I confess to having a great, you might say sentimental, devotion to voting. I have voted in every election I've been eligible for, and that means I've voted for a long succession of losing presidential candidates. In fact, Clinton was the first winning candidate I ever voted for, and one of the votes I was least enthusiastic for.
Still, I love to vote. This year I'm more fervent about it than in most years, and the last few nights I've felt like a little kid before Christmas. It's not just me, though. I sense a greater excitement for this election than I ever have before.
I was in Boston the night Obama secured enough electoral votes to be the candidate. I was watching his speech in the basement of a building at Boston University with four or five maintenance workers, four of whom were African, one was Hispanic. These guys were totally into it. They knew the candidates, they knew their positions, they could talk knowledgeably about possible vice presidential and cabinet choices. They knew it was an important night.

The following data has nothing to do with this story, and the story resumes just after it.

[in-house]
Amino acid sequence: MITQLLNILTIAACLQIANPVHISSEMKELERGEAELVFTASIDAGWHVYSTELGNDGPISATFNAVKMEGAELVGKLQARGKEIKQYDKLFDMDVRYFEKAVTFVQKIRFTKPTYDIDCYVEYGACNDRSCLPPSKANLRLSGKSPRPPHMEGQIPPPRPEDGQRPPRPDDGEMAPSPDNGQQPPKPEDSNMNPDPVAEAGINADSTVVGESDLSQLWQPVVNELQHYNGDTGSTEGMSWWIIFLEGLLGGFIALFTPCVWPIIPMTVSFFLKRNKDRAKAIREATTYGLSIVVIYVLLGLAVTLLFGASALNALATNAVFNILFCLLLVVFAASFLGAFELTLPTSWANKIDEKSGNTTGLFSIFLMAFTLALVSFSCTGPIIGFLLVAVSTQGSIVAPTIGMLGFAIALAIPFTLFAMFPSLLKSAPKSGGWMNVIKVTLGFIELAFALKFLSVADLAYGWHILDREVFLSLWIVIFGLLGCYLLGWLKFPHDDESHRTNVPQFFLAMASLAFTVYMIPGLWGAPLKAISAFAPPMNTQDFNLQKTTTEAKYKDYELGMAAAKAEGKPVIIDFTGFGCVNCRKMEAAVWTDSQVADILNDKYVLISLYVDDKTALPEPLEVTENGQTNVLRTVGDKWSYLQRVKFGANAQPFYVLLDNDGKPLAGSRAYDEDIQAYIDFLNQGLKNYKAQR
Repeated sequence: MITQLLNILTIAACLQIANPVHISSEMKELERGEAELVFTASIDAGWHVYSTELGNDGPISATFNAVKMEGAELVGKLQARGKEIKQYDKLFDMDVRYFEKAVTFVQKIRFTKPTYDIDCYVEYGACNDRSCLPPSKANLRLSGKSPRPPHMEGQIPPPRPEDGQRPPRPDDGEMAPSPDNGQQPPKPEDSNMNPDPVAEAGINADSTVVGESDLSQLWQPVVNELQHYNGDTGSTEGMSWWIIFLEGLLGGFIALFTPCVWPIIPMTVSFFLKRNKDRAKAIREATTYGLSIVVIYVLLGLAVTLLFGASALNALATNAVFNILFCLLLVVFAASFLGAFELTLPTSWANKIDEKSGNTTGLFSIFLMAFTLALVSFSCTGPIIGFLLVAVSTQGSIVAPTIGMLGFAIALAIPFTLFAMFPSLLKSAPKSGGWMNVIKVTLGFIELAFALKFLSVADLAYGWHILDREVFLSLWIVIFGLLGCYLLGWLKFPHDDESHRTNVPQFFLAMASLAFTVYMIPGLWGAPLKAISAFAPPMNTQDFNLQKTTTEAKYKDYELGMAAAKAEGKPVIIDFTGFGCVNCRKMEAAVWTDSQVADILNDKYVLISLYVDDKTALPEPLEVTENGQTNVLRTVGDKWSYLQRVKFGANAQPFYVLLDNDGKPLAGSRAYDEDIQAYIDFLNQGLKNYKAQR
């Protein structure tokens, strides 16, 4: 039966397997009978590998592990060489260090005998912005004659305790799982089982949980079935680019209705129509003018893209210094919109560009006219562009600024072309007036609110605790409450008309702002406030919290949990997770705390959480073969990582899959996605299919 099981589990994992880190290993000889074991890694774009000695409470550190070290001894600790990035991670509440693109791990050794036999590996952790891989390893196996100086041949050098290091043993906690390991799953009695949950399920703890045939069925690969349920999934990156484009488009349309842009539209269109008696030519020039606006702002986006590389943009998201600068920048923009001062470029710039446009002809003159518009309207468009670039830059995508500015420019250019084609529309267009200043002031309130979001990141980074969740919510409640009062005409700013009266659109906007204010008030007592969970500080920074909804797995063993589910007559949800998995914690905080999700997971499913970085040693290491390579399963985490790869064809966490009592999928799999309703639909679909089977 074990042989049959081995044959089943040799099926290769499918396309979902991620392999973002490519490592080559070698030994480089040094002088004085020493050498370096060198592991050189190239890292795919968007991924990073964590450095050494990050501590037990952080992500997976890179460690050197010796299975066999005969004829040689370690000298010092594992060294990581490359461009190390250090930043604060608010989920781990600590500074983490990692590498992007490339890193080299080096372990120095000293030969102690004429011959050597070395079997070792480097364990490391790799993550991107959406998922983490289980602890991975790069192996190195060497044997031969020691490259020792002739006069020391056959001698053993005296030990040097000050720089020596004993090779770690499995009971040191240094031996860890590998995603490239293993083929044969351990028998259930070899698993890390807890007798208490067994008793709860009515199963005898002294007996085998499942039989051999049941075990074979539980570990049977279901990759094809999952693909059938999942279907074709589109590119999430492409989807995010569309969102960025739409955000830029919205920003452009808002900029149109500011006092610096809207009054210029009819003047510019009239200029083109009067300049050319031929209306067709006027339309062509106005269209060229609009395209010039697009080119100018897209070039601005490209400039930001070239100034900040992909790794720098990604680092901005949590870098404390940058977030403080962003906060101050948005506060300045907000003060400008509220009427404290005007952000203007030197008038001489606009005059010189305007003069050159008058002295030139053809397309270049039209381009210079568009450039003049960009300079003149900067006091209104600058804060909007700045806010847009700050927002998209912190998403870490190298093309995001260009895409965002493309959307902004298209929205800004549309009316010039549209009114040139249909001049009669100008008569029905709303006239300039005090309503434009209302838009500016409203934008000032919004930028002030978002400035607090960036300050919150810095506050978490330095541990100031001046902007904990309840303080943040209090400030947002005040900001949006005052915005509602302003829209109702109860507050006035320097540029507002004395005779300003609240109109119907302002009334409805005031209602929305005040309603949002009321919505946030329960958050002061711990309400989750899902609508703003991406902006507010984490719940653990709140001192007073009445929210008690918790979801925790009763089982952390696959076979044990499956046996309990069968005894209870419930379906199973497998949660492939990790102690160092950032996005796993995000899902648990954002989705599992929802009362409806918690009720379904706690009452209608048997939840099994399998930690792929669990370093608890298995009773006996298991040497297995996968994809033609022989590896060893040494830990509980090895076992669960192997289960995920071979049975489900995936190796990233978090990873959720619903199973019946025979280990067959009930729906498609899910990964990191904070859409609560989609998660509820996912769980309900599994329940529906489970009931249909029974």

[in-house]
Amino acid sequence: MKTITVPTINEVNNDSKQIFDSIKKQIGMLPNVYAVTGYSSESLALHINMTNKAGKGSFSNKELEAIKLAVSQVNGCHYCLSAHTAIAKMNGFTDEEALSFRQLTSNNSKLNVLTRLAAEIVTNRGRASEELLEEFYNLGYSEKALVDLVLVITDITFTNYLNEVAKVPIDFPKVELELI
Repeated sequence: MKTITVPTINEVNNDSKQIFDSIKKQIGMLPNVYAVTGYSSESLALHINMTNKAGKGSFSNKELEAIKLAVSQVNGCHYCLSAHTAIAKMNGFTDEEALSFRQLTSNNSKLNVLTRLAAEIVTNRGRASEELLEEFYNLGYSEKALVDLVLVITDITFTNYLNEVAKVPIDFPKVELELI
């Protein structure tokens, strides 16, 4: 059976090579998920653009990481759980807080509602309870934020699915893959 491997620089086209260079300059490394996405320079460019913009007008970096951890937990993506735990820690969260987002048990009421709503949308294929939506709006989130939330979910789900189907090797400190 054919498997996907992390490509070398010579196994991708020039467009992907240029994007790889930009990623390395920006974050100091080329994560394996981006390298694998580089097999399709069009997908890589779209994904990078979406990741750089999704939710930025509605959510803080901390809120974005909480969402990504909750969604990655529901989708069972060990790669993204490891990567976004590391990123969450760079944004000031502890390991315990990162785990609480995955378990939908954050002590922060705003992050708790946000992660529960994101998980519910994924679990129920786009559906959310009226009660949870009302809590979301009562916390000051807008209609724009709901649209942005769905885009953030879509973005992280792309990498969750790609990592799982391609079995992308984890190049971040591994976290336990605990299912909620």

But not as important as tomorrow.
When Barack Obama was born, black people were still legally prevented from voting in parts of the United States. During our lifetimes we've seen brave people beaten and killed trying to vote; and seen candidates elected not because of the strength of their policies, but because of their ability to exploit racial fears and hatred. Now, our country, a country that owes so much of its culture to the legacy of slavery, stands on the threshold of electing its first black president. Think of what that says to the rest of the world, but more importantly, think of what it says to millions of our own citizens, citizens who have been told their whole lives, in word and in deed, that they don't have a say in what happens to their country.
He'll make mistakes, and we'll presumably stay in the opposition to much of what he does. But the important thing is this:
Starting tomorrow, everything is different. Forever.